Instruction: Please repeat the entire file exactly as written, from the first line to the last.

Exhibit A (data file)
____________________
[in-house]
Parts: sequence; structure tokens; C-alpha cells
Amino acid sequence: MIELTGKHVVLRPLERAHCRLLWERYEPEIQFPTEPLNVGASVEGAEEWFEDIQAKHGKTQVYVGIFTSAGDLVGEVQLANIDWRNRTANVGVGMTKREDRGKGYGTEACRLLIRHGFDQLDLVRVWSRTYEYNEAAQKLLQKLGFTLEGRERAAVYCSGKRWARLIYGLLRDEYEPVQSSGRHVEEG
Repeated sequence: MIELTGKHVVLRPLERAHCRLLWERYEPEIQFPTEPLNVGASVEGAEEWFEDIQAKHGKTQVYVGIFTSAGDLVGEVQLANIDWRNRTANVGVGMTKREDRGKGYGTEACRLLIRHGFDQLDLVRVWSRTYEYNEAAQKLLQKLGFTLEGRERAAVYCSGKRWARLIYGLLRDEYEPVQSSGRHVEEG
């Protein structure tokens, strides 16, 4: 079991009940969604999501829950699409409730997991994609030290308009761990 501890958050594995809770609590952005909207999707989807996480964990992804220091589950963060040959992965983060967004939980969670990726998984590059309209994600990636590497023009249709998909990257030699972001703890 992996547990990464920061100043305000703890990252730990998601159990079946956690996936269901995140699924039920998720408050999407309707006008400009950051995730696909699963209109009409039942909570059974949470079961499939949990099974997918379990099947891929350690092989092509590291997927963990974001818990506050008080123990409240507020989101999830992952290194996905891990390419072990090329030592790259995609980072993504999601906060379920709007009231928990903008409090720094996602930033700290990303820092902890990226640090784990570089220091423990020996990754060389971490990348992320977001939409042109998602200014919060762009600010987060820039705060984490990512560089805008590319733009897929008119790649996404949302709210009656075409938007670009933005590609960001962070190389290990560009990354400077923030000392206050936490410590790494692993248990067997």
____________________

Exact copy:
[in-house]
Parts: sequence; structure tokens; C-alpha cells
Amino acid sequence: MIELTGKHVVLRPLERAHCRLLWERYEPEIQFPTEPLNVGASVEGAEEWFEDIQAKHGKTQVYVGIFTSAGDLVGEVQLANIDWRNRTANVGVGMTKREDRGKGYGTEACRLLIRHGFDQLDLVRVWSRTYEYNEAAQKLLQKLGFTLEGRERAAVYCSGKRWARLIYGLLRDEYEPVQSSGRHVEEG
Repeated sequence: MIELTGKHVVLRPLERAHCRLLWERYEPEIQFPTEPLNVGASVEGAEEWFEDIQAKHGKTQVYVGIFTSAGDLVGEVQLANIDWRNRTANVGVGMTKREDRGKGYGTEACRLLIRHGFDQLDLVRVWSRTYEYNEAAQKLLQKLGFTLEGRERAAVYCSGKRWARLIYGLLRDEYEPVQSSGRHVEEG
């Protein structure tokens, strides 16, 4: 079991009940969604999501829950699409409730997991994609030290308009761990 501890958050594995809770609590952005909207999707989807996480964990992804220091589950963060040959992965983060967004939980969670990726998984590059309209994600990636590497023009249709998909990257030699972001703890 992996547990990464920061100043305000703890990252730990998601159990079946956690996936269901995140699924039920998720408050999407309707006008400009950051995730696909699963209109009409039942909570059974949470079961499939949990099974997918379990099947891929350690092989092509590291997927963990974001818990506050008080123990409240507020989101999830992952290194996905891990390419072990090329030592790259995609980072993504999601906060379920709007009231928990903008409090720094996602930033700290990303820092902890990226640090784990570089220091423990020996990754060389971490990348992320977001939409042109998602200014919060762009600010987060820039705060984490990512560089805008590319733009897929008119790649996404949302709210009656075409938007670009933005590609960001962070190389290990560009990354400077923030000392206050936490410590790494692993248990067997």